There is no one-size-fits-all answer [2]. Everybody has different factors that shape their activities and health, and sometimes our responsibilities do in fact control our sleep schedules and sleep activity [2]. To tell people that “you should just sleep more” is naive and, frankly, offensive. Instead, I’ll turn the question around: what other ways do you have in your life to sleep more and sleep better?

I’ll be honest, when considering ways to achieve better sleep, I first thought about naps. They are very convenient for when we need an “extra boost” of rest to get through our day. And naps can be useful . . . in moderation. Naps on their own are not a suitable remedy for a bad night’s sleep, but they can serve as a useful supplement when needed [34]. The magic number here is 30; naps shorter than 30 minutes are associated with increased wakefulness, performance, and memory formation [35]. Researchers found similar results in short scheduled napping for essential workers and medicine residents during a night shift [36,37]. When we nap for an hour or two (or three), we wake up (usually) groggy and (always) with a much more reduced homeostatic sleep drive, which is a fancy term for the body’s need to sleep [38]. This reduced need for sleep will make it harder to go to sleep at our regular times at night, which will then affect our nighttime sleep quality and duration [38].

On the topic of sleep quality: understanding our own sleep time preferences can help too! While we might already have an idea of whether we’re an early bird or a night owl (or somewhere in between, like me), assessments like the morningness-eveningness questionnaire give us a way to learn about our biological clock and perhaps make adjustments to our lifestyle based on that knowledge [39]. If you’d like to learn more about your own biological clock, scan the QR code

for an online version of the questionnaire by the Center of Environmental Therapeutics! Sticking to a consistent sleep-wake schedule—ideally, one that aligns with our sleep time preference—can greatly improve the quality of our sleep [40,41].


Exercise is also often recommended for better sleep quality. In fact, consistent daily exercise improves self-reported sleep quality for adults [42]. After exercising, we take less time to fall asleep and feel less sleepy waking up the next day [43]. As a kid, I always slept well at night after playing sports during the day; I thought that tiring out the body would tire out the mind, leading to a better night’s sleep. While that is a catchy sentiment, there is a bit more to the science behind exercise and sleep quality.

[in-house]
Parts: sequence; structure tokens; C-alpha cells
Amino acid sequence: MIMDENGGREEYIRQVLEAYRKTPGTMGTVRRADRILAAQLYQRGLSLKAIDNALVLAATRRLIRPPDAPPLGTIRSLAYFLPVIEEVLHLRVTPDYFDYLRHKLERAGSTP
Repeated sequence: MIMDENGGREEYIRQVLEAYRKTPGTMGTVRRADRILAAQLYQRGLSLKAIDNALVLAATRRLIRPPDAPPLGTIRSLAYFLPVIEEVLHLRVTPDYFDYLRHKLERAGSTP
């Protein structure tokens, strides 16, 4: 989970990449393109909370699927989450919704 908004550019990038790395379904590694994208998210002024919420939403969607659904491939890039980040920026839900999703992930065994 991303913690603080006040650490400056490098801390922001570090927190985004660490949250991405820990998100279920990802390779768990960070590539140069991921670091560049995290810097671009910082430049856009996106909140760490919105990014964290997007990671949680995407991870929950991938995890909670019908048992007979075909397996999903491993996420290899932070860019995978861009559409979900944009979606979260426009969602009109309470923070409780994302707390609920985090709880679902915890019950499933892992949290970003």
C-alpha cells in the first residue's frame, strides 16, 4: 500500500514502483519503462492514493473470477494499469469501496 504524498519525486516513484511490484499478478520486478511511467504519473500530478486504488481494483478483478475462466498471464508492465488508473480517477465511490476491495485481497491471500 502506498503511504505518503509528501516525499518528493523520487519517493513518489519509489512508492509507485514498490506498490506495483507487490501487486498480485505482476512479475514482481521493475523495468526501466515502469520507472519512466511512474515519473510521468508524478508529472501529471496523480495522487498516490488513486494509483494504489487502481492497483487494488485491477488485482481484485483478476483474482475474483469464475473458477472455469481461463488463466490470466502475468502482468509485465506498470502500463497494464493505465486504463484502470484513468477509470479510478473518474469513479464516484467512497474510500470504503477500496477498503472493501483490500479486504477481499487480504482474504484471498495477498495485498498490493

With regards to sleep, exercise does two things. It causes the release of endorphins in the body and raises the core body temperature [44,45]. Endorphins are neurotransmitters that inhibit stress hormones in our body, such as cortisol [45,46]. Linked to pain perception and mood, they contribute to that wonderful post-workout feeling [45,46].

While endorphins provide a great rush, it can be pretty hard to sleep while their levels are elevated in our brain, making us feel more energized and alert [46]. For that reason, it is best to wait a few hours between exercising and sleeping to give our endorphin levels a chance to wind down.




As for core body temperature, our body temperature varies throughout the day, and it typically starts to drop before bedtime [47]. Since we raise our body temperature while we exercise, it will naturally fall back to normal levels after our workout [48]. A decrease in body temperature is associated with sleepiness, regardless of whether it is brought about by our natural fluctuations or a workout [49]. In this way, exercise initially works as a deterrent against sleep because elevated endorphins and an increased body temperature keep us energized [49]. But after a few hours, with a drop in endorphins and body temperature, we’re in good shape for good sleep. So, if you want to be asleep by midnight, try working out in the afternoon or early evening!


Again, a lot of this advice—taking short naps when you can, sleeping and waking at consistent times, and exercising—is easier said than done. Hopefully, though, these sleep strategies will help you improve your sleep or even inspire other ideas for better sleep. As this article emphasized, no sleep, or not enough sleep, is very bad for us [3]. The upside is that the reverse is true as well: a good sleep helps lead to a good day, which in turn leads to a better you [5,10,11]. Remember: cats spend two-thirds of their lives asleep (whether you remembered that might depend on how much you’ve been sleeping) [14]. If you get the optimal seven hours of sleep per night, you’ll spend one-third of your life asleep, so there is plenty of time to experiment and see what might work for you!